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Publication numberUS6181185 B1
Publication typeGrant
Application numberUS 09/357,340
Publication dateJan 30, 2001
Filing dateJul 14, 1999
Priority dateJul 14, 1999
Fee statusLapsed
Publication number09357340, 357340, US 6181185 B1, US 6181185B1, US-B1-6181185, US6181185 B1, US6181185B1
InventorsShad R. Shepston
Original AssigneeAgilent Technologies
Export CitationBiBTeX, EndNote, RefMan
External Links: USPTO, USPTO Assignment, Espacenet
Low mismatch complementary clock generator
US 6181185 B1
Abstract
Two complementary clocks that are well matched are produced from a single input clock. A clock buffer includes an alternating series of edge-rate-controlled inverters and level restoring inverters. The output of this series of inverters is compared to the input clock by a race timer. If the output of the series of inverters switches in the opposite direction before the input clock, the edge rates of the series of inverters are slowed down. If the output of the series of inverters switches in the opposite direction after the input clock, the edge rates of the series of inverters are speeded up. The output of the series of inverters eventually approaches the timing of the input clock but complemented. These signals form a pair of complementary clocks with well matched timing.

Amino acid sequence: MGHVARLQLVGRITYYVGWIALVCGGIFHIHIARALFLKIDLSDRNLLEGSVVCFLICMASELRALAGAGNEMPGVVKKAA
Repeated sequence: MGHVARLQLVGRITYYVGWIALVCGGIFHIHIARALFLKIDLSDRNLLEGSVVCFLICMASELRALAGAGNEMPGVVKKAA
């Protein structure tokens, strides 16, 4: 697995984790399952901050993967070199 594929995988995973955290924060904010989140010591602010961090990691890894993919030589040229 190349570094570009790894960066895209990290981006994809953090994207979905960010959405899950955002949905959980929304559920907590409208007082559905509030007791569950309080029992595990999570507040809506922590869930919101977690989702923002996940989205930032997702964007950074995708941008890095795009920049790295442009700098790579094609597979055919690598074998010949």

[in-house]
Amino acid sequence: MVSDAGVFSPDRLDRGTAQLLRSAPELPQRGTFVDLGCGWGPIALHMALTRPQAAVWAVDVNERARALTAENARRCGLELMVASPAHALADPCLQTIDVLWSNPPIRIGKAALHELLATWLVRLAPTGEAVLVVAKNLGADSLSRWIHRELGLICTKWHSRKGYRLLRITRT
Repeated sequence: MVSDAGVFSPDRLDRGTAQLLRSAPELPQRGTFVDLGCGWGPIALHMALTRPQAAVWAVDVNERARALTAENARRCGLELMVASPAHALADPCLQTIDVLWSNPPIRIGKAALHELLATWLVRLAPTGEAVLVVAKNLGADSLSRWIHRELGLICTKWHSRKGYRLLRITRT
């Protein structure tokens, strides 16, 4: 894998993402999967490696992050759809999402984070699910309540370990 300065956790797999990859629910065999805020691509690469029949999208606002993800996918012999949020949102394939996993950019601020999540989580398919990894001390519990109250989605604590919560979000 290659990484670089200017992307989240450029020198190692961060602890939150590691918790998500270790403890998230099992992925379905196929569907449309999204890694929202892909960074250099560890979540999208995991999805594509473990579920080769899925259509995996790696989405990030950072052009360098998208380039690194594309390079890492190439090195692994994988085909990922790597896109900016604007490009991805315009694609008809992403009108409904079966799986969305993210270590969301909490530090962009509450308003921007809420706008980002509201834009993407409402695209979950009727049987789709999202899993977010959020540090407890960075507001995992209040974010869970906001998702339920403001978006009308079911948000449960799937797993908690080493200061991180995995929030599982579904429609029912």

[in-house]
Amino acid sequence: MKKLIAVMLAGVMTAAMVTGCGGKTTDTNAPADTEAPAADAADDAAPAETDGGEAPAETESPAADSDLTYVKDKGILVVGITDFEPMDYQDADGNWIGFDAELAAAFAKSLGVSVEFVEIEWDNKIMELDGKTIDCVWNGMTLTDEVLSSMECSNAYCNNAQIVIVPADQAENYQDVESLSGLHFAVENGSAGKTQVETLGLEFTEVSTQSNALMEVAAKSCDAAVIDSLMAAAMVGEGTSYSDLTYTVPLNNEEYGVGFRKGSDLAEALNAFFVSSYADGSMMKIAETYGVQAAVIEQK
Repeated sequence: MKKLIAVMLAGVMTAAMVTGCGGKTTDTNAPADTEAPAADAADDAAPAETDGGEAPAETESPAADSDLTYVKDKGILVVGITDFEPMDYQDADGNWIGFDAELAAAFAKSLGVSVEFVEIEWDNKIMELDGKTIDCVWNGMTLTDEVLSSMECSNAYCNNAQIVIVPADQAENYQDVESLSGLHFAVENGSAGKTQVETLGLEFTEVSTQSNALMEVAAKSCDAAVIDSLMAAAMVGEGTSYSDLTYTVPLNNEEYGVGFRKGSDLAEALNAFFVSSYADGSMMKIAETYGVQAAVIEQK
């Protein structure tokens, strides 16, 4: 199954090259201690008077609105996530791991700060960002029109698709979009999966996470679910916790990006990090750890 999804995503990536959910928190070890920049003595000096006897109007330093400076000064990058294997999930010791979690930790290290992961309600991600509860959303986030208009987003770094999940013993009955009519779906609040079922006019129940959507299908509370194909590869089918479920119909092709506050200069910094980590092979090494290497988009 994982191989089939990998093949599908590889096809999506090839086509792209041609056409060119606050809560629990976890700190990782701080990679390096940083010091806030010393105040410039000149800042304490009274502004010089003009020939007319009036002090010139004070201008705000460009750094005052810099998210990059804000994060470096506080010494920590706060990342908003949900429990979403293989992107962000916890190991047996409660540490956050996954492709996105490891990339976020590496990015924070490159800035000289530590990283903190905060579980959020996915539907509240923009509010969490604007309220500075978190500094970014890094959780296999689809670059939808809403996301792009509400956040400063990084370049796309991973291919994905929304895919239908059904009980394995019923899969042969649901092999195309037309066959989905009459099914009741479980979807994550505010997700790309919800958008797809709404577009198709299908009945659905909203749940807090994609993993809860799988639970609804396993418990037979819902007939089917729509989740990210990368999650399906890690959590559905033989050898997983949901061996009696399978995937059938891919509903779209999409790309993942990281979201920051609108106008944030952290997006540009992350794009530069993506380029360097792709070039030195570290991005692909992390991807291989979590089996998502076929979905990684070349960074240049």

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Claims(8)
What is claimed is:
1. A complementary clock generator, comprising:
a single input clock;
an alternating series of edge-rate-controlled inverters and level restoring inverters driven by said single input clock and having an output that is an intermediate clock; and,
a race timer, said race timer having a first output that is coupled to said alternating series of edge-rate-controlled inverters and level restoring inverters that changes the timing of a rising edge of said intermediate clock based upon a comparison of the rising edge of said intermediate clock and the falling edge of said single input clock, said race timer also having a second output that is coupled to said alternating series of edge-rate-controlled inverters and level restoring inverters that changes the timing of a falling edge of said intermediate clock based upon a comparison of the falling edge of said intermediate clock and the rising edge of said single input clock.